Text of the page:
- Location: Broadway b/t. Barclay St and Park Pl
- Built: 1913
- Architect: Cass Gilbert
- Height: 792 feet
- Stories: 57
The Woolworth Building became the tallest in the world in 1913 and kept that distinction for the next 17 years. In 2013, 100 years after its construction, it still stood remarkably as one of the twenty tallest buildings in New York City.
The Woolworth Building, a spectacular neo-Gothic edifice, was designed by Cass Gilbert, one of the most prominent American architects. Tall and delicately ornate, with its gorgeous gilded lobby featuring gargoyles portraying Gilbert holding the model of the Woolworth and Woolworth himself counting coins, the structure was dubbed the “Cathedral of Commerce” during its opening ceremony. At the opening, President Woodrow Wilson pressed a button in the White House that made 80,000 lights instantly flash throughout the Woolworth Building, celebrating the completion of the world’s highest skyscraper. Besides the ornate lobby (which looked more like a church than an entrance to an office building) with its vaulted ceiling, mosaics, and sculpted medieval-style caricatures, the Woolworth was home to Mr. Woolworth’s private office on the 40th floor, modeled after that of Napoleon.
Mr. Woolworth was the owner of a multi-million dollar chain of nickel-and-dime stores, a concept he himself invented. The ideas which seem so obvious today were actually quite revolutionary back then: sell cheap but in high quantities, and let the merchandise be available for customers’ perusal. Eliminating an intimidating store clerk and allowing people to browse through and touch merchandise made shoppers buy more! To keep clients in his store longer, Woolworth installed a lunch counter — another innovation that kept customers lingering in the store longer and eventually buying more stuff. When Woolworth became successful and very wealthy, he decided to erect a building so unique that mail could be addressed simply “Woolworth Building, New York.”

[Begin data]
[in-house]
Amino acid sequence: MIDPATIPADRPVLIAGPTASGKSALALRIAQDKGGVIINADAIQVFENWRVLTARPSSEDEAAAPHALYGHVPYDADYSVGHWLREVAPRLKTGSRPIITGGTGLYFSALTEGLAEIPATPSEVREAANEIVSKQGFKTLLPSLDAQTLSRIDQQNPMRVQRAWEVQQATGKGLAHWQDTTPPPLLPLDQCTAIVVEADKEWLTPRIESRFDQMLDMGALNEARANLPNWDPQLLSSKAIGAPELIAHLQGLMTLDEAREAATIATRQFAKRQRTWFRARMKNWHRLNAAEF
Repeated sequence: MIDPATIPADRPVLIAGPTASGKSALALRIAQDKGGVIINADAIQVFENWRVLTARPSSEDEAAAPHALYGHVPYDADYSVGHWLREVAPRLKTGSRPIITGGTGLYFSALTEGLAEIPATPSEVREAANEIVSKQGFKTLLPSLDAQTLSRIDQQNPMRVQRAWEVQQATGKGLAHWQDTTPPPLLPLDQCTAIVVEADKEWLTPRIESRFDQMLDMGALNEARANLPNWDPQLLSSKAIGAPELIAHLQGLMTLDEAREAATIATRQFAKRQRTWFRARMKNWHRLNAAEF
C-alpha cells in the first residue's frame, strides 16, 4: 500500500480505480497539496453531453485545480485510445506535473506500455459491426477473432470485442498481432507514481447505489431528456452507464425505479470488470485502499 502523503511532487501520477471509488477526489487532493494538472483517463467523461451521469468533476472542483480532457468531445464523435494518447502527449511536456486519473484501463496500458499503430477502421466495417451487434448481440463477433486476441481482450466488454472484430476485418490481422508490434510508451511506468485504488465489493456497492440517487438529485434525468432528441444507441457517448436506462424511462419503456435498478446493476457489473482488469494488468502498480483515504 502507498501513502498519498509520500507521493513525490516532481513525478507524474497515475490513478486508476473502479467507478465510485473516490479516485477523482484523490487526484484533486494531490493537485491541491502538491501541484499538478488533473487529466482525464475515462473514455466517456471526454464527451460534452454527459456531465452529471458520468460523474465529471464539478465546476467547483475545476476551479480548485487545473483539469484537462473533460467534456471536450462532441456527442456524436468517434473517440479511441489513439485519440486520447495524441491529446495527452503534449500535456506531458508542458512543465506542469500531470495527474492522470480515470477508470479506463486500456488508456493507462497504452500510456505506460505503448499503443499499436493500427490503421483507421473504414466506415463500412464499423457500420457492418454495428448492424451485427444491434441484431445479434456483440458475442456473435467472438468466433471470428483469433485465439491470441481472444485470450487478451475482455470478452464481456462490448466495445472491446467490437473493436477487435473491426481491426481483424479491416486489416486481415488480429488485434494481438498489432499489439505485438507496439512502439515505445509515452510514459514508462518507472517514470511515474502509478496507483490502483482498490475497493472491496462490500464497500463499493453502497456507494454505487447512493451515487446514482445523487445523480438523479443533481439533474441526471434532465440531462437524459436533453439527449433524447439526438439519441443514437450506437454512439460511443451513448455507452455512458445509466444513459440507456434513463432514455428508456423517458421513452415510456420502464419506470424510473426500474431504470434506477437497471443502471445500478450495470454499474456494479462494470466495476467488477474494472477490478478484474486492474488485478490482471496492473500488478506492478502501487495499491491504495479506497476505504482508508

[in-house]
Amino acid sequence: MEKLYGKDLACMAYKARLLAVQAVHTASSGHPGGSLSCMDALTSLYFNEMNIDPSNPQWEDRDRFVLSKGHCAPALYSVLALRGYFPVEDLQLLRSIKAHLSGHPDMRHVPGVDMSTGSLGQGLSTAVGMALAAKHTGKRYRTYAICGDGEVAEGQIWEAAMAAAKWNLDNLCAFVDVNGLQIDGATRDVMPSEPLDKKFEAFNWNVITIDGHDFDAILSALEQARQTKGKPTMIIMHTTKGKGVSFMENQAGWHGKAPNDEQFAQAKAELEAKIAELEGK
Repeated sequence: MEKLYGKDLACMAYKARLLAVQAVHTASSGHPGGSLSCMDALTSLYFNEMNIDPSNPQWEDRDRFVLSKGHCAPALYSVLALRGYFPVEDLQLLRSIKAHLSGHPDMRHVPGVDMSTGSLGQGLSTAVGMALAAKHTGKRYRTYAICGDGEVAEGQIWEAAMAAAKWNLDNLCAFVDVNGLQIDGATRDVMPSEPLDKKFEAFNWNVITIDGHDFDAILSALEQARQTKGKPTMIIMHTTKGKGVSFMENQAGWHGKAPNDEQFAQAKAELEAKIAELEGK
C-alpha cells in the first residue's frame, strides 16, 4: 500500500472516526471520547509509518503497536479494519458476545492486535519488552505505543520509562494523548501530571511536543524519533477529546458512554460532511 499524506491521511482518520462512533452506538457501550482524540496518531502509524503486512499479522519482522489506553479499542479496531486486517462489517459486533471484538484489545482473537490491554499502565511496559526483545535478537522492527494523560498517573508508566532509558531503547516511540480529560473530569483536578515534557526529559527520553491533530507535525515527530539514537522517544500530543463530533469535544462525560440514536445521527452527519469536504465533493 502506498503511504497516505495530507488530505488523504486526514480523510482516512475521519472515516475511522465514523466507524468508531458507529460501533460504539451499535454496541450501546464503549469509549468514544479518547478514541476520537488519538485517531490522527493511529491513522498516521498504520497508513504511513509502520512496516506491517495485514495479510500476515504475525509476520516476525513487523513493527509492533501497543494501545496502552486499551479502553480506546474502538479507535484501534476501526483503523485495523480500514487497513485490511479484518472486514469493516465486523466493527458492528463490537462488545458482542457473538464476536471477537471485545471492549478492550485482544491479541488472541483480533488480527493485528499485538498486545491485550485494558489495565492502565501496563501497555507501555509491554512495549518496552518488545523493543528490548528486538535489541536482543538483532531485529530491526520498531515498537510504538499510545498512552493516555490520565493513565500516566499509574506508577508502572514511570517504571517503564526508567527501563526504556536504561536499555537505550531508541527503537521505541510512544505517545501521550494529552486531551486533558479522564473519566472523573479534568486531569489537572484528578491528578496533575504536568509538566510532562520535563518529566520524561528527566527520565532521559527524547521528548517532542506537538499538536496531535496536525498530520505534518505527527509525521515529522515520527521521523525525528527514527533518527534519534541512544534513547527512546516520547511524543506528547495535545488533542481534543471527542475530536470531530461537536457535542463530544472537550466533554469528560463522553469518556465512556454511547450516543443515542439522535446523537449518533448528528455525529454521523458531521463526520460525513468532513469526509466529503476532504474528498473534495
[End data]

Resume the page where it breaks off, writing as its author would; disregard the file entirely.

The Woolworth was constructed in 1913 at the staggering cost of 13.5 million paid in cash! There are different stories regarding “why”: either Mr. Woolworth didn’t believe in credit, or he couldn’t get it. But the fact remains a fact — for most of the twentieth century the building didn’t hold a mortgage — something unheard of for such a large commercial structure.
The Woolworth towered over the world from 1913 until 1930, when 40 Wall Street and the Chrysler Building rose even higher. The Woolworth originally stole the title from the Metropolitan Life Insurance Tower, which had reigned as the world’s tallest since 1909. Up until 1945 visitors could climb to the Woolworth’s 58th floor to enjoy a view of the city from the observation deck. Now that the edifice is continuing its life as a luxury condo, it is off-limits to tourists. The apartments in the Woolworth are referred to as “residences” and carry a price tag ranging from 3 to 30 million. As for the famous observation deck, it can now be enjoyed by the owners of a five-story penthouse called The Pinnacle, currently on sale for $79 million.
No longer among the tallest in the world, it is nevertheless one magnificent example of the unique marriage between traditional architectural aesthetics and larger-than-life New York proportions.